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He says: You’re cold as clay this morning. Where are your socks? Your toes are cold as the silver snout of Old Catch, darling. Coffee’s brewed.

Old Catch: A trickster figure, not quite the Devil. Sometimes a psychopomp. One of his common mischiefs is he hides beneath warm covers. In the stories his silver nose is handsome but so icy that if snatched from his face and thrown into a fire, the fire freezes.

She says: Last night was a husker night, my darling.

He doesn’t know. He says: I thought I wasn’t ‘darling,’ only you. A husker night?

She: My dear. My dear, I’m cold.

They have played the naming game before. You’re cute. No, you. I love you. I love you first. I love you best. Honey, soap, kitten, monster, golden boy, blue girl. 

He: What is a husker night?

She: What is a husker night, my dainty? Why, my beloved, on a husker night the Husker goes abroad. The Husker ghosts through and by, wisping, whisking by and through the corn-sheaves. Higher than your heart, higher than your head. He walks until he finds a mind to haunt. A haunted mind. Did you hear him?

He: No.

She: Didn’t guess so. All that harvest sheathed, high holy stalks rust-splotched, desiccation set on the leaf like blood spotting a handkerchief. Even windless the stalks whisper—and so they never hear the Husker come. He comes, they go. Sometimes they go only after they’ve been stripped. Peeled. Husked. Tassel to the dirt, leaf to the ground. Silk, too, in tangled clots. Down. My deario. My meat.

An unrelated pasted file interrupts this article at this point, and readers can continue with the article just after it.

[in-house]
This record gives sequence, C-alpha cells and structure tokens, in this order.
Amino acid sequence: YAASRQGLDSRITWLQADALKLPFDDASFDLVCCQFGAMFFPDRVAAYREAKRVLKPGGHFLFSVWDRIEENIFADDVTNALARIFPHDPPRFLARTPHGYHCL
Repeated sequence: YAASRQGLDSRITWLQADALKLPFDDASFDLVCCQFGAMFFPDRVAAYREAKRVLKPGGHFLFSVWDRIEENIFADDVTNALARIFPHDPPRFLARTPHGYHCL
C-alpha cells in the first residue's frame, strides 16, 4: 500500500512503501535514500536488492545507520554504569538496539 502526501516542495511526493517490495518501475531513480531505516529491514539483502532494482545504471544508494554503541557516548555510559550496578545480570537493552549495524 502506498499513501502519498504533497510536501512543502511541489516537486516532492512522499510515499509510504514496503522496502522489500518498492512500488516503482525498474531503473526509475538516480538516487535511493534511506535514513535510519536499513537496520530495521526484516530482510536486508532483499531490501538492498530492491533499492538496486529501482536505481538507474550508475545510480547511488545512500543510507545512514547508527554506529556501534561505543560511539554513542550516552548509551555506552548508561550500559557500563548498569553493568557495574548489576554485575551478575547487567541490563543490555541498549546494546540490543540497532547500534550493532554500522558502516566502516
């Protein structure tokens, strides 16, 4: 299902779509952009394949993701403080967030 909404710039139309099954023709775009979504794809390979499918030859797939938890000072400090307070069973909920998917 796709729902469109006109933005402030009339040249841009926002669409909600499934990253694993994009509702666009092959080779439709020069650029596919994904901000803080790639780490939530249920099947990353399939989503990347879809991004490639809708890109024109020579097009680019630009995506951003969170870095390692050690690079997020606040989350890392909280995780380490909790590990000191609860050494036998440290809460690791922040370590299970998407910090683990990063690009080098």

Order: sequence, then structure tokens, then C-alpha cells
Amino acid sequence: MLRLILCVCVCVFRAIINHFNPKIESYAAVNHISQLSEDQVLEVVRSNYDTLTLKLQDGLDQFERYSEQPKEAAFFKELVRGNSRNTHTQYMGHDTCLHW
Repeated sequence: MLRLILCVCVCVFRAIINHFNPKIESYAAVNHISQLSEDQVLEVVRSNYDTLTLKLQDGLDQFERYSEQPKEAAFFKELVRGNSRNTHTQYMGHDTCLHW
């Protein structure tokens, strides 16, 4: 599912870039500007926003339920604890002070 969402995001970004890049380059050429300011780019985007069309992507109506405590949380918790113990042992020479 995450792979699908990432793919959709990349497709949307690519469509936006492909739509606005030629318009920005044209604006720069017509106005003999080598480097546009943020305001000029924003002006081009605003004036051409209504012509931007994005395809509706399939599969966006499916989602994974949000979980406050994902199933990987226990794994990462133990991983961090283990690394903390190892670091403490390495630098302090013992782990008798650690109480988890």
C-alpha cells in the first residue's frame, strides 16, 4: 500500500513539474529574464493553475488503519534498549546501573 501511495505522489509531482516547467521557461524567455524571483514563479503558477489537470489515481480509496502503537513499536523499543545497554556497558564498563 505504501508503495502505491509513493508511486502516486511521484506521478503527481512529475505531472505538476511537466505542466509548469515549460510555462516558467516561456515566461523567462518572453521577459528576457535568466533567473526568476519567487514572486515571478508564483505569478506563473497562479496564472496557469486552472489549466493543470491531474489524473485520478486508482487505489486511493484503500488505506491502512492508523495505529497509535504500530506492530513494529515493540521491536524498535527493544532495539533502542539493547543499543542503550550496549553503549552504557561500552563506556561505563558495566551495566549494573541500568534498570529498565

He: ‘Meat’? I’m not fond of that one. Call me what you usually do.

She: Cold.

He: Not even close. Windy last night, wasn’t it? Blustery. Wuthery. Knockback at her tricks. Did you go for a walk in the field? I dreamed you went. Your pillow was empty, your shoes and socks were gone.

Knockback is an amoral folk figure, depicted as an old woman, associated with wind, storm, and surprises. She is referenced in the jump rope song: Knockback knucklebone / left right face / jump to the side / two tooth taste / Knockback rattleboom / High low high / Dodge the wind / or baby dies. / Lady Knockback / wind for eyes / up twenty-four floors / down twenty-five.

She: How else could I know it was a husker night, my brightness? The moon, maybe. It begins as a thin bright hook and it goes right through the eye. And it ends with the moon tight in the night’s closed fist. I wept with the wind—it was windy, wasn’t it? Sly wild, that wind; a sneak, coming lickety-quick up through the corn, sending the dark to shiver and ripple, a wall of whispers, and the house to shake. I wept, my sugar, and couldn’t blink away the salt for crying, but by then I was in the field. The field is gold and green and good.

He: Closer, hey. Almost what you usually call me. Aren’t you tired of this game? Were you crying when you left?

She was.

She: My goodness. My greenbean. My fieldhand. Farmboy, my.

He: No.

She: My lover. My lungs. Still no? Oh.

He: What does the Husker do? Did you see him? Is that why I never felt you come back to bed?

She: He husks.

He: Ha, ha. Husks what?

She: My life.

He: What?

She: My heart.

He: … No. No. Listen, I asked you: Husks what?

In his dream, he heard an animal scream outside the house. It screamed for a long time. Long enough he, half-waking, thought he should find it and finish it for mercy’s sake. He’d want mercy were it him in the corn.

A schoolyard tale, told at harvest: Beloved pet disappears on a squallish night, is lost in the wind-clattered corn. When it returns, it behaves just a little differently. Sometimes the owner wakes in the night and finds the pet watching them. Eventually, the owner goes into the corn field and finds animal bones, laid out as pretty as piano keys. The owner knows the bones belong to their pet, but these bones are old … And their pet was watching them from the window or frisking in the yard when they went into the corn.

She: I have a question. How many bones lie in the field, my lovely? My arrogance, my honey-milk, my pail of cream, my apple-tree, my corn king?

He: Still no, none of those. I need more coffee for this game. Or you do. The light’s all thin milk. A riddle?